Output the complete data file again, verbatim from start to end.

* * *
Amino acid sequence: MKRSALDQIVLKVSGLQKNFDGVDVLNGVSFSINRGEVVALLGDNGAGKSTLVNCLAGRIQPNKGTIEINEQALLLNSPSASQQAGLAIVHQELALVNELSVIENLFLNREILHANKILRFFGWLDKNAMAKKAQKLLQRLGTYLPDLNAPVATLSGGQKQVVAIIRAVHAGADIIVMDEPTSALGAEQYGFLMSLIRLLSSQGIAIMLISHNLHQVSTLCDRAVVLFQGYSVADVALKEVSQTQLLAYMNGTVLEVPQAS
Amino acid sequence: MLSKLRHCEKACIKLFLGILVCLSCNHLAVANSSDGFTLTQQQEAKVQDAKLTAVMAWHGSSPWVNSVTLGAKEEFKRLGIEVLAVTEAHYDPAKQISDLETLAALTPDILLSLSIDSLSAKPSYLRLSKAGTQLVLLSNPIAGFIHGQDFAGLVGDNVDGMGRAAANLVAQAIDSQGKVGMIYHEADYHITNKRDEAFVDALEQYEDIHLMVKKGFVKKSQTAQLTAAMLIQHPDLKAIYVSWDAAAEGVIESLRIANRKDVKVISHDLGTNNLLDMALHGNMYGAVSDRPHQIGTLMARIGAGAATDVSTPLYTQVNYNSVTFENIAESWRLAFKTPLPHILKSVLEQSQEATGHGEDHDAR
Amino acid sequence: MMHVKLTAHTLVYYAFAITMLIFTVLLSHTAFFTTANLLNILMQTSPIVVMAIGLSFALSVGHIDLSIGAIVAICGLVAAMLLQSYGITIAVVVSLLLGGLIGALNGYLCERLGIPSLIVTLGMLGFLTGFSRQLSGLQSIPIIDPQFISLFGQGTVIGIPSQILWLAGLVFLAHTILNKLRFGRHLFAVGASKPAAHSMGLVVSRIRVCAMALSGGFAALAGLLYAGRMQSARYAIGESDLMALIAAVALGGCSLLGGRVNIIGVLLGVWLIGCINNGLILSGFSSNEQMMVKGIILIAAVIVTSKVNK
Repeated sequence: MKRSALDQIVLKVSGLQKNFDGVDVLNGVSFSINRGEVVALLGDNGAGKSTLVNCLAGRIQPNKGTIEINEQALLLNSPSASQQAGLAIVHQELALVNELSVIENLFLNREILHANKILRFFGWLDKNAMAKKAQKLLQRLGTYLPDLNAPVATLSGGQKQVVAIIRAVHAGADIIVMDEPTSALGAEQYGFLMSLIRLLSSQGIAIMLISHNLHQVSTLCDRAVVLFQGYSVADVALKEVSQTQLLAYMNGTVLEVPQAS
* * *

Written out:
Amino acid sequence: MKRSALDQIVLKVSGLQKNFDGVDVLNGVSFSINRGEVVALLGDNGAGKSTLVNCLAGRIQPNKGTIEINEQALLLNSPSASQQAGLAIVHQELALVNELSVIENLFLNREILHANKILRFFGWLDKNAMAKKAQKLLQRLGTYLPDLNAPVATLSGGQKQVVAIIRAVHAGADIIVMDEPTSALGAEQYGFLMSLIRLLSSQGIAIMLISHNLHQVSTLCDRAVVLFQGYSVADVALKEVSQTQLLAYMNGTVLEVPQAS
Amino acid sequence: MLSKLRHCEKACIKLFLGILVCLSCNHLAVANSSDGFTLTQQQEAKVQDAKLTAVMAWHGSSPWVNSVTLGAKEEFKRLGIEVLAVTEAHYDPAKQISDLETLAALTPDILLSLSIDSLSAKPSYLRLSKAGTQLVLLSNPIAGFIHGQDFAGLVGDNVDGMGRAAANLVAQAIDSQGKVGMIYHEADYHITNKRDEAFVDALEQYEDIHLMVKKGFVKKSQTAQLTAAMLIQHPDLKAIYVSWDAAAEGVIESLRIANRKDVKVISHDLGTNNLLDMALHGNMYGAVSDRPHQIGTLMARIGAGAATDVSTPLYTQVNYNSVTFENIAESWRLAFKTPLPHILKSVLEQSQEATGHGEDHDAR
Amino acid sequence: MMHVKLTAHTLVYYAFAITMLIFTVLLSHTAFFTTANLLNILMQTSPIVVMAIGLSFALSVGHIDLSIGAIVAICGLVAAMLLQSYGITIAVVVSLLLGGLIGALNGYLCERLGIPSLIVTLGMLGFLTGFSRQLSGLQSIPIIDPQFISLFGQGTVIGIPSQILWLAGLVFLAHTILNKLRFGRHLFAVGASKPAAHSMGLVVSRIRVCAMALSGGFAALAGLLYAGRMQSARYAIGESDLMALIAAVALGGCSLLGGRVNIIGVLLGVWLIGCINNGLILSGFSSNEQMMVKGIILIAAVIVTSKVNK
Repeated sequence: MKRSALDQIVLKVSGLQKNFDGVDVLNGVSFSINRGEVVALLGDNGAGKSTLVNCLAGRIQPNKGTIEINEQALLLNSPSASQQAGLAIVHQELALVNELSVIENLFLNREILHANKILRFFGWLDKNAMAKKAQKLLQRLGTYLPDLNAPVATLSGGQKQVVAIIRAVHAGADIIVMDEPTSALGAEQYGFLMSLIRLLSSQGIAIMLISHNLHQVSTLCDRAVVLFQGYSVADVALKEVSQTQLLAYMNGTVLEVPQAS